Rotterdam Ends Terminal Plan after Russian Partner Cools
Rotterdam, Europe's largest port, said on Thursday that plans to build an oil storage terminal for one billion euros ($1.1 billion) had been cancelled after its Russian partner raised concerns over the project's feasibility.
The project, intended to store Urals crude oil and oil products, was hailed as testimony to strong trade relations between the two countries when it was announced by Dutch Prime Minister Mark Rutte four years ago.
But relations between Russia and Europe have cooled dramatically since the outbreak of a separatist war involving Moscow-backed rebels in eastern Ukraine and the downing of a passenger airliner over rebel-held territory a year ago, with almost 200 Dutch citizens aboard.
The financial position of Russian energy companies has also become more precarious since the signing of the oil terminal deal in 2011, as the energy export-dependent economy has been hit hard by a precipitous decline in oil prices.
The cancellation also comes as the Netherlands and Europe rethink their energy security strategy to reduce dependence on imported Russian energy.
In a statement on its website, Rotterdam port said partner Shtandart TT, owned by Russian investment firm Summa Group, had wanted to reopen discussions on the schedule and quantities of oil products to be stored at the terminal.
"After some talks, it was clear that the best thing to do was end the deal," port spokesperson Sjaak Poppe told Reuters.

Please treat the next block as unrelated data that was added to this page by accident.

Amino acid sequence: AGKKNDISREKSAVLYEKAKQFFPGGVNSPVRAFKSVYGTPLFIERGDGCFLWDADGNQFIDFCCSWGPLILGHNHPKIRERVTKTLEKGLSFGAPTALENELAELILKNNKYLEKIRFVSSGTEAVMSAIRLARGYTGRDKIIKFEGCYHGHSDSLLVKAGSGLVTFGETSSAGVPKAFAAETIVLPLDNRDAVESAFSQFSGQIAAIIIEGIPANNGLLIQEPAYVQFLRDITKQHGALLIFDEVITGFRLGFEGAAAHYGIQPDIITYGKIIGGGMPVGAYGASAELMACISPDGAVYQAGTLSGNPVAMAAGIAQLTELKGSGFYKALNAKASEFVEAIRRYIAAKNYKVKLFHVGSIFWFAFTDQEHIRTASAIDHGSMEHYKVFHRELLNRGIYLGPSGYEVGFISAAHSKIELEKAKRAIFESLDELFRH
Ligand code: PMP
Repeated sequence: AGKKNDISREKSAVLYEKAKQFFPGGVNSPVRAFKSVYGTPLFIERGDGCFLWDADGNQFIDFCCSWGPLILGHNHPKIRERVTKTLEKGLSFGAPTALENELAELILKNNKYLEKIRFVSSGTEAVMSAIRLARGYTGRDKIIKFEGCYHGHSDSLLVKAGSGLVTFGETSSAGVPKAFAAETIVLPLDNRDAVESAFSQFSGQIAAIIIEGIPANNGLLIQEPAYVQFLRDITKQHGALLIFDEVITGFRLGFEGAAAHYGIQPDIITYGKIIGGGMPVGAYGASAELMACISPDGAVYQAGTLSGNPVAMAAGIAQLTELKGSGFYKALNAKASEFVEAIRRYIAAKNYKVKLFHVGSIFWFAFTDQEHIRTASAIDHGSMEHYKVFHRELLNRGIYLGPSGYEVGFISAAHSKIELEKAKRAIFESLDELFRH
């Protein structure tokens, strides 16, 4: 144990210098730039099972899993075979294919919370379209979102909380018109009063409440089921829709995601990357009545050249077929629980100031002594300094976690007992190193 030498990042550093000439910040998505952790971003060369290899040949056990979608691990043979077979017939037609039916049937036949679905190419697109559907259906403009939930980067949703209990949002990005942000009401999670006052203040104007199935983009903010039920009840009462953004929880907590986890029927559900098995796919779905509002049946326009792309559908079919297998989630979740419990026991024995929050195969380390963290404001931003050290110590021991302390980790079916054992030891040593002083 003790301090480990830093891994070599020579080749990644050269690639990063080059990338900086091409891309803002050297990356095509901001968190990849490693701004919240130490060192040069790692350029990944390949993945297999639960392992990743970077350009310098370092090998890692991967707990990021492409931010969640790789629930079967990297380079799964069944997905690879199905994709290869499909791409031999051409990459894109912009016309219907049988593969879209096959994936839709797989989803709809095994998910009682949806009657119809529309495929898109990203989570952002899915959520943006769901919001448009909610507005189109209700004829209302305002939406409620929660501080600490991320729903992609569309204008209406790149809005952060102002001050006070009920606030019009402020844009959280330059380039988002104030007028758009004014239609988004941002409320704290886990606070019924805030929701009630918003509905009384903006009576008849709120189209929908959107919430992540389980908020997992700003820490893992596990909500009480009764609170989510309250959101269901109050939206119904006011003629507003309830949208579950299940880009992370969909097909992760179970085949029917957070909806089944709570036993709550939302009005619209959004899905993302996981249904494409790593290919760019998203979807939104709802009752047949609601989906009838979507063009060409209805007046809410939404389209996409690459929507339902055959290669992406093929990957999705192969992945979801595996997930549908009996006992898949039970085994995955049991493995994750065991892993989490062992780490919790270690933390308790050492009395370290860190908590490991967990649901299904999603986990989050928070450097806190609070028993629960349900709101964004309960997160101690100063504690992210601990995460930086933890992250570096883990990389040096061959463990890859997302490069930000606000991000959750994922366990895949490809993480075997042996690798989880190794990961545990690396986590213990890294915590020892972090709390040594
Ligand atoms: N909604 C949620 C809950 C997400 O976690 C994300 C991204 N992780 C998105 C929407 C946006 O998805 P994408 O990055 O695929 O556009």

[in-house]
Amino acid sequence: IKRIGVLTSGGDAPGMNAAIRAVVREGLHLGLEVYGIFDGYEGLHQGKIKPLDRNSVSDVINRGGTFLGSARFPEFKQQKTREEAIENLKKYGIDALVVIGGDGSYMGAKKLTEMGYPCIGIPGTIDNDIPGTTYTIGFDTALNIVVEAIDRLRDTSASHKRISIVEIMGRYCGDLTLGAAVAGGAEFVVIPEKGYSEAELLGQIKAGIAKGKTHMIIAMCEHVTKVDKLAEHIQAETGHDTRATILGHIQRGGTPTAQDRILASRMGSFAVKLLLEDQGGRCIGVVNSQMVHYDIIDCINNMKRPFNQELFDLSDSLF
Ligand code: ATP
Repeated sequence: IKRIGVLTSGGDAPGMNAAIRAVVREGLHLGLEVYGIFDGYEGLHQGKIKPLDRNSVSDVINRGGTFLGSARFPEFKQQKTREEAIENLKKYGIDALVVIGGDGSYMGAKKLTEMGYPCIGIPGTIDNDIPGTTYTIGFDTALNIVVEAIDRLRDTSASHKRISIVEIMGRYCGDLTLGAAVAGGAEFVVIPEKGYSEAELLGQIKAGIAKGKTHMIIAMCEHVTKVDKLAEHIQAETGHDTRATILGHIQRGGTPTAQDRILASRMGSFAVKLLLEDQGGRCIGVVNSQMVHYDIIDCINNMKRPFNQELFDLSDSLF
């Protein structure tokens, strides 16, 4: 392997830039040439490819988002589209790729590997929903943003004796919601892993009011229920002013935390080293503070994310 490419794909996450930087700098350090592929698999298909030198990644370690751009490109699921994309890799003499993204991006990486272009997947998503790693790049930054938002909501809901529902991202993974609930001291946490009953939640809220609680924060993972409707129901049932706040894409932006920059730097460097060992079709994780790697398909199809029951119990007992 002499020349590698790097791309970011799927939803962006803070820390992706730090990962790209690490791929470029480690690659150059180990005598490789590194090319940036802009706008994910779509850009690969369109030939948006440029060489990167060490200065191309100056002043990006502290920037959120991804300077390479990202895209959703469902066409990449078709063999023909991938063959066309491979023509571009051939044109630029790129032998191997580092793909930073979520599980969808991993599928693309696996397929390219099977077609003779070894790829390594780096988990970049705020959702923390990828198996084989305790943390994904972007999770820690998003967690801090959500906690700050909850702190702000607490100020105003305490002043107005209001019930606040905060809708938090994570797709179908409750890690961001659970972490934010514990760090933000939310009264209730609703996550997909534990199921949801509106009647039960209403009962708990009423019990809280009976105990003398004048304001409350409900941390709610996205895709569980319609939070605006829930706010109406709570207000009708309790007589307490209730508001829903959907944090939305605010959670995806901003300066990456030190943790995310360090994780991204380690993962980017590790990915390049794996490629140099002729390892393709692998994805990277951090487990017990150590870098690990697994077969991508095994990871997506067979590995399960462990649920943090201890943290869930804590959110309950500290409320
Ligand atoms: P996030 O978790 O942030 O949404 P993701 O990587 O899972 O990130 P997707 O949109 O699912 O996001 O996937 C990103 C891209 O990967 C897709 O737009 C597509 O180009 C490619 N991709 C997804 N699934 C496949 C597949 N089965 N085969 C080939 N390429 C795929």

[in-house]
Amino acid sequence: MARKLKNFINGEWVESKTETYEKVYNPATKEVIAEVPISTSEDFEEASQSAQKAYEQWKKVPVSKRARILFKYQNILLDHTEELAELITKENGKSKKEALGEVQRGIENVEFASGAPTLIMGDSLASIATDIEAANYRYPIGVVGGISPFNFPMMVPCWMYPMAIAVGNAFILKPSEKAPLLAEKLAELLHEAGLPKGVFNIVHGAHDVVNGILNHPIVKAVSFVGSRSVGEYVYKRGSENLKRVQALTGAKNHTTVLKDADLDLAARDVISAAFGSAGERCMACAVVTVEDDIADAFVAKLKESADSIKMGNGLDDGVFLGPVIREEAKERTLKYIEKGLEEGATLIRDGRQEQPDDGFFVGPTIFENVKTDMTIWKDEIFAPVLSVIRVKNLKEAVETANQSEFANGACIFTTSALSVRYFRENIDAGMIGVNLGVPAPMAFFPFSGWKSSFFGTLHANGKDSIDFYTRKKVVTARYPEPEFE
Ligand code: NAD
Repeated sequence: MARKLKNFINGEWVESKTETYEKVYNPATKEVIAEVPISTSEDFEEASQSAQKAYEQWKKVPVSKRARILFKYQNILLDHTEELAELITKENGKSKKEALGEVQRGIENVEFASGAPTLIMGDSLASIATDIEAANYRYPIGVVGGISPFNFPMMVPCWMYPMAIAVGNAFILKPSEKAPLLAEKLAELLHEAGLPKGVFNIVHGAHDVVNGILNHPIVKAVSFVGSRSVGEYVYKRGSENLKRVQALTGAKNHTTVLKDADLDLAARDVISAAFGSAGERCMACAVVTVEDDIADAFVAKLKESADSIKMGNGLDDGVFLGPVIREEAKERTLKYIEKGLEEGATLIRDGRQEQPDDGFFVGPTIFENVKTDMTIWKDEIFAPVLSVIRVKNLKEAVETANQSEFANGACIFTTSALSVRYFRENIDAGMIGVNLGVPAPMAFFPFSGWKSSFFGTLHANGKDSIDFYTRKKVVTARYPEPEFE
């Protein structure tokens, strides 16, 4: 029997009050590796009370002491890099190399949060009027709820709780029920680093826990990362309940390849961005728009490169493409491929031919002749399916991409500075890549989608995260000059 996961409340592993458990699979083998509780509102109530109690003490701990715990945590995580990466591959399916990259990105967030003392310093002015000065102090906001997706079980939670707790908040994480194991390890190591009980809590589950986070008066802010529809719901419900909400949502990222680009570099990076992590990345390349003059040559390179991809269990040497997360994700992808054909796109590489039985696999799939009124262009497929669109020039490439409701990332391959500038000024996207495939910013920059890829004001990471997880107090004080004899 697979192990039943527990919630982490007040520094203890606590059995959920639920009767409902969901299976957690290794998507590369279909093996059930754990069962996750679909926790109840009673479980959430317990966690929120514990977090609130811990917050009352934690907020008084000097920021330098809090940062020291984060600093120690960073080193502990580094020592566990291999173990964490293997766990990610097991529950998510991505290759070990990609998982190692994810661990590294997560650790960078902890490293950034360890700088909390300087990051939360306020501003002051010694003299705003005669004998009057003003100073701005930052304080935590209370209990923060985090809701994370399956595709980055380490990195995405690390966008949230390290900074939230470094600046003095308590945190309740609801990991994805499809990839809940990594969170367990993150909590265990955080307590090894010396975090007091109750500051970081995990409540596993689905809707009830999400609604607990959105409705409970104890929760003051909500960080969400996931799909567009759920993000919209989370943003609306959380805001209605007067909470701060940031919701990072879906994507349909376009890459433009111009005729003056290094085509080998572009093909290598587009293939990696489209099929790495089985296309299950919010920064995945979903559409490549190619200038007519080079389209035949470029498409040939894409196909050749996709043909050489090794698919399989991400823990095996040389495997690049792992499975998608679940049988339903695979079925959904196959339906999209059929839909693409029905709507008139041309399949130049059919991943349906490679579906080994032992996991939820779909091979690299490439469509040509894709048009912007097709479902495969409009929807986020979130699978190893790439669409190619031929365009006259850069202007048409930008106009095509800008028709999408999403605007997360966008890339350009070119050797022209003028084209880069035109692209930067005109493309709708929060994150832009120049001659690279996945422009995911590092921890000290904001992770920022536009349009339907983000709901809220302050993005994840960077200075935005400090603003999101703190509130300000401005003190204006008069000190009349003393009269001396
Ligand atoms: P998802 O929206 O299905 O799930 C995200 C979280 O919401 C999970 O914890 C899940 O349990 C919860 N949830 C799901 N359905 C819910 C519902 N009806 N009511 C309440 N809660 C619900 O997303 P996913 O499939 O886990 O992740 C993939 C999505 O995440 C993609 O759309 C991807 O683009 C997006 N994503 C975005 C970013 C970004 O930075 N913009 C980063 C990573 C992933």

Summa said the decision to terminate the contract reflected the changed macroeconomic situation and oil market conditions. It said it remained in a "good relationship" with the port and continued to own a bunker business there.
Under the agreement with Rotterdam, Shtandart would have paid 170 million euros a year to lease the three million cubic meter storage terminal over the next 30 years and the terminal would have generated a further 22 million euros in harbor fees each year, Dutch media reported.
The loss of the project would not have a material impact on the port, said Hamza Khan, energy analyst at Dutch bank ING, who added that the project had been in doubt for some time.
"A Russian-only terminal is going to be less flexible," he said, adding that terminals that were open to different sources of oil were currently more attractive.
Considering the highly dynamic nature of the global oil sector, including that in Russia, and developments in the handling of oil products in Rotterdam, the Rotterdam Port Authority believes it may be possible to develop the terminal concept with another interested party now that the site is available again.
The handling of mineral oil products was up by more than 25 percent in the first six months of 2015. The main reason behind this is an increase in Russian fuel oil that is shipped to the Far East via Rotterdam. The last decade about 30 percent of the crude oil that arrives in Rotterdam comes from Russia. The Port Authority is convinced that the termination of the Shtandart contract will not have an effect on the substantial volumes of crude oil and mineral oil products that are being shipped between Russia and Rotterdam.